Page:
The organic mate­r­ial con­tained in the bot­tle in the form of white-yel­low­ish, brown­ish and black­ish glomeruli with a waxy con­sis­tency,” was then sub­jected to chem­i­cal-ana­lyt­i­cal inves­ti­ga­tions includ­ing, among oth­ers, car­bon-13 and pro­ton nuclear mag­netic res­o­nance spec­troscopy, gas chro­matog­ra­phy with cap­il­lary columns of fatty acids, and car­bon-14 dat­ing.

Let me say in advance that, as early as the 1990s, I stud­ied the olive oil con­tained in a small cruet com­ing from the exca­va­tions of Pom­peii,” revealed Raf­faele Sac­chi, a pro­fes­sor of agri-food indus­tries and Mediter­ranean diet ingre­di­ents and prod­ucts, and chair of the divi­sion of Food Sci­ence and Tech­nol­ogy at DIA, who is con­duct­ing the analy­sis.

It was the typ­i­cal glass vial which was sup­posed to con­tain a scented oint­ment, a cos­metic. Even then, tests revealed that inside was a veg­etable oil, almost cer­tainly extracted from olives,” he spec­i­fied. In this case, how­ever, we have a much bet­ter-pre­served glass bot­tle con­tain­ing an abun­dant quan­tity of mate­r­ial, which imme­di­ately proved that it is an edi­ble oil, and this was con­firmed by the shape of the bot­tle designed as a mod­ern oliera,’ namely an olive oil dis­penser.”

An analy­sis gave us more spe­cific indi­ca­tions with respect to the iden­ti­fi­ca­tion of the type of oil con­tained: palmitic-stearic acid ratio, oleic acid pres­ence, and the ratio between long-chain fatty acids uni­vo­cally matched olive oil com­po­si­tion, affirmed Sac­chi.

Then, accord­ing to the ana­lyt­i­cal data reported by our expert, this can be con­sid­ered the most ancient con­tainer with the great­est quan­tity of olive oil ever stud­ied (and sur­vivor of an erup­tion), which is a sig­nif­i­cant find com­pared to the more com­mon arti­facts like rem­nants of vases and amphorae con­tain­ing extremely few traces of olive oil.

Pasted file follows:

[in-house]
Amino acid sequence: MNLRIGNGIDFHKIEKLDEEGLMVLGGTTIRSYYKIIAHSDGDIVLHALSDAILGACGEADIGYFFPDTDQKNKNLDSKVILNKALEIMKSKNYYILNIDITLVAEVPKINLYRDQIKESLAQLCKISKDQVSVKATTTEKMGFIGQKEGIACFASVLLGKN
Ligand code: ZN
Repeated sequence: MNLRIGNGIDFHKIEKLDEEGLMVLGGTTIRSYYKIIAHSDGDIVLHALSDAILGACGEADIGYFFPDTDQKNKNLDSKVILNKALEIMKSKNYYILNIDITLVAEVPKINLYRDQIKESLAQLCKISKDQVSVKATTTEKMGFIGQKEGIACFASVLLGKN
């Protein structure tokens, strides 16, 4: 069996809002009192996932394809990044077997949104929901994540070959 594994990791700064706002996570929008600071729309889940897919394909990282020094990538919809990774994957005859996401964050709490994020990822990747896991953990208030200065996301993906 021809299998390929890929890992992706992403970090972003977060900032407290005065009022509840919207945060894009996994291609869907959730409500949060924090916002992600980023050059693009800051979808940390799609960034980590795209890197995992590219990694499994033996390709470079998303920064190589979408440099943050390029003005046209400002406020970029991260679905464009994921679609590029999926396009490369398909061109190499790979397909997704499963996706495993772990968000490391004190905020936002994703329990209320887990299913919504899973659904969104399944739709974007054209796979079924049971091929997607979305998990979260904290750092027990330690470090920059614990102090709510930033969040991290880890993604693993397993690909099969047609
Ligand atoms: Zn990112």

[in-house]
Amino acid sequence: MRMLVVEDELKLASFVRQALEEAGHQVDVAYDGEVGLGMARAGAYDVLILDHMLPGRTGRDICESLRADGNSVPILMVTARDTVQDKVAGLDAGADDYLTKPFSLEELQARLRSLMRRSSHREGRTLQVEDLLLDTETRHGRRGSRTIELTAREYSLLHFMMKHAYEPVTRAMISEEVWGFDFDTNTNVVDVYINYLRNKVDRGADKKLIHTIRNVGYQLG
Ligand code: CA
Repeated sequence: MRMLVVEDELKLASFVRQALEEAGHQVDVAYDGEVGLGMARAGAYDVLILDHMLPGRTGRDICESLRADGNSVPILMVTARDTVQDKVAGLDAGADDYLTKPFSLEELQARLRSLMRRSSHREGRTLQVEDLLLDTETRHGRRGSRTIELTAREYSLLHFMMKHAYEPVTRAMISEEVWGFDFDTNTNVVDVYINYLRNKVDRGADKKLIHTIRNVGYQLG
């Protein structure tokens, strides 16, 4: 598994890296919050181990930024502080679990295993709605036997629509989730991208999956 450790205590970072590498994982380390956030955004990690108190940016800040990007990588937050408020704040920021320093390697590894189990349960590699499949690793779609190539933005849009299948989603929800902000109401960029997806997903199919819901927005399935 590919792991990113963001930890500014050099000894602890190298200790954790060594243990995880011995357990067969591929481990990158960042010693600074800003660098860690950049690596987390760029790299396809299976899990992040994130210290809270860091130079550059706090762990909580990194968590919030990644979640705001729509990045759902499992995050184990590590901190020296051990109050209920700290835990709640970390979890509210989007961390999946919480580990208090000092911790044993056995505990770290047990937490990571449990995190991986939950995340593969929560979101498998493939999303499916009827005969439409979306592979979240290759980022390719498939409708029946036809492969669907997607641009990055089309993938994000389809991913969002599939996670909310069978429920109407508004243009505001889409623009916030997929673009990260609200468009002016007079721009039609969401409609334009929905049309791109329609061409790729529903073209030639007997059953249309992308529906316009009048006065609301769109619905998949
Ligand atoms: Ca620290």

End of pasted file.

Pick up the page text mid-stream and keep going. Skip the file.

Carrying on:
Researchers are now per­form­ing the Car­bon-14 dat­ing to make sure that the bot­tle is not a recon­struc­tion of the Bour­bon period (1700) when the archae­o­log­i­cal site was first exca­vated. How­ever, I believe this is far-fetched, and almost cer­tainly the find dates back from the period of the erup­tion, because the con­tent pro­file is very sim­i­lar to the one that I ana­lyzed thirty years ago,” Sac­chi observed, spec­i­fy­ing that a por­tion taken from the sur­face of the solid­i­fied mat­ter has been stud­ied, and then they will con­duct a cap­il­lary sam­pling of an inner­most por­tion, which is bet­ter pre­served.

They will per­form other tests, such as an analy­sis of sterols by mass spec­trom­e­try to con­firm the botan­i­cal ori­gin of the oil.

It is inter­est­ing to note that cer­tain changes occur in fatty acids at high tem­per­a­tures, and we dis­cov­ered trans fatty acids that are formed only by heat­ing the oil,” the expert noted.

This could prove that the olive oil was basi­cally cooked at the tem­per­a­ture of the vol­canic cloud, which caused a ther­mal oxi­da­tion, while the glass has resisted because prob­a­bly the bot­tle was open, there­fore there was no pres­sure, and it did not blow up.” The cork is in fact from the Bour­bon period as can be seen from the shape, or in any case, it is not con­tem­po­rary to the bot­tle.

At the moment, this is a hypoth­e­sis, but the com­po­nents found could lead the way to con­firm and ver­ify what the effect of the erup­tion was,” Sac­chi con­cluded.